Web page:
[I]f the Vessel hereby insured shall come into collision with any other vessel, craft, or structure, floating or otherwise (including her tow); or shall strand her tow or shall cause her tow to come into collision with any other vessel, craft, or structure, floating or otherwise, or shall cause any other loss or damage to her tow or to the freight thereof or to the property on board, and the Assured, or the Surety, in consequence of the insured Vessel being at fault, shall become liable to pay and shall pay by way of damages to any other person or persons any sum or sums we, the Underwriters, will pay.

         Essentially, the Atlantic Specialty policy covers the following situations: (1) the ANGELA RAE collides with something else, (2) the ANGELA RAE strands her tow, (3) the ANGELA RAE causes her tow to come into collision with anything else, or (4) the ANGELA RAE causes any damage to her tow or to her tow's freight. As Atlantic Specialty maintains, none of those situations occurred. The ANGELA RAE never collided with anything, nor was her tow stranded, subject to collision, or damaged in any way.

         Conversely, P & I's policy is much broader, indemnifying L&L for "[l]ia-bility for loss of or damage to any other vessel or craft, or to property on such other vessel or craft . . . provided such liability does not arise by reason of a contract made by the assured." Yet P & I is suing because its policy covers only situations that Atlantic Specialty's does not: "Nonwithstanding anything to the contrary contained in this policy, no liability attaches to the Assurer [f]or any loss, damage, or expense which would be payable under the terms of the (Response} form of policy on hull and machinery." It is undisputed that, if Atlantic Specialty's policy does not cover this incident, then P & I's does.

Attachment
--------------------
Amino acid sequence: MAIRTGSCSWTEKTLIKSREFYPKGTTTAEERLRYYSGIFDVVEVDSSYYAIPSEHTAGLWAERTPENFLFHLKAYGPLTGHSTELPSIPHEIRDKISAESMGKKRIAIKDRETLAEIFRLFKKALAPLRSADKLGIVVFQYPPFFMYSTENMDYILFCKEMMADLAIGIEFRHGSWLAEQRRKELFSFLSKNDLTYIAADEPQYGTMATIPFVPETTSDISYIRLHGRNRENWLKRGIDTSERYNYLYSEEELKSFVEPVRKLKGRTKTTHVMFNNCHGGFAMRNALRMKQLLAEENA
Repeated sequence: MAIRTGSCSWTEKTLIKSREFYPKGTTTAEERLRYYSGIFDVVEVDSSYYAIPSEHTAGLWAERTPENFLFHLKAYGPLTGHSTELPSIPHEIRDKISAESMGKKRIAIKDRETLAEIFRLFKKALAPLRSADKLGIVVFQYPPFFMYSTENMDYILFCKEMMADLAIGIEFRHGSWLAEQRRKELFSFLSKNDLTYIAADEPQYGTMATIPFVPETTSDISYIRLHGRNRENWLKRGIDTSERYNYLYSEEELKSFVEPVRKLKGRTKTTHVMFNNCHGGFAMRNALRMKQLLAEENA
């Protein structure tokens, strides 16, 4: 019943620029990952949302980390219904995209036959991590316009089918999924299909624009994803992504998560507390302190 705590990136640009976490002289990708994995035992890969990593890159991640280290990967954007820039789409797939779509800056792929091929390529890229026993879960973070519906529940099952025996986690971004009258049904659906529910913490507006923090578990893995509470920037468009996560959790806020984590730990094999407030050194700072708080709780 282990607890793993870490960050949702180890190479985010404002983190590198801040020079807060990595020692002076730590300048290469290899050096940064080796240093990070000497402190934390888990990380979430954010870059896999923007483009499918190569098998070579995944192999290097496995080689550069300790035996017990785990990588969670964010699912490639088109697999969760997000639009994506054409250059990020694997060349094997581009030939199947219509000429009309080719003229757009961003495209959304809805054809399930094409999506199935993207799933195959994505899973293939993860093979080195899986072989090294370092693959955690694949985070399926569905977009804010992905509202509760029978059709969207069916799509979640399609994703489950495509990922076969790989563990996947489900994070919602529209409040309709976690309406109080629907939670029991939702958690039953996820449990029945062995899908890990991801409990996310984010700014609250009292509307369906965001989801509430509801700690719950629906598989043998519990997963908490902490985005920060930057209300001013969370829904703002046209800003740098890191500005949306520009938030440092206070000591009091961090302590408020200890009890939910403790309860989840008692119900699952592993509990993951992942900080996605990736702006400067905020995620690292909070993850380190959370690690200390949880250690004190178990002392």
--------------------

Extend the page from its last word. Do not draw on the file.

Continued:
Accordingly, P & I contends that the loss of the MISS DOROTHY falls within the third situation covered by Atlantic Specialty's policy, i.e. that the ANGELA RAE caused her "tow" to come into collision with the fender system. P & I reasons that the MISS DOROTHY was the "tow" of the ANGELA RAE- despite being itself a tugboat-because the ANGELA RAE was allegedly the lead tug. The district court agreed with P & I and granted it summary judgment. Atlantic Specialty appeals.

         II.

         As a preliminary matter, the parties dispute whether the so-called "Eight Corners" rule governs this case. Under it, courts "assess whether there is a duty to defend by applying the allegations of the compliant to the underlying policy without resort to extrinsic evidence." Martco Ltd. P'ship v. Wellons, Inc., 588 F.3d 864, 872 (5th Cir. 2009). Put another way, the court determines whether an insurance policy covers an incident by looking to the allegations in the underlying suit's complaint. See id. P & I has consistently maintained, before the district court and on appeal, that the rule applies.

         For the first time on appeal-and only in its reply brief-Atlantic Specialty disputes the application of the rule. Accordingly, the district court stated, "The parties do not dispute [that] the allegations in the complaint control which policy is liable for defense costs and coverage." Thus, Atlantic Specialty has waived any quarrel over the applicability of the Eight Corners rule and the controlling nature of Continental's complaint.[2] Accordingly, we assume the facts in Continental's complaint-the ANGELA RAE was the lead tug; the ...


Buy This Entire Record For $7.95

Download the entire decision to receive the complete text, official citation,
docket number, dissents and concurrences, and footnotes for this case.

Learn more about what you receive with purchase of this case.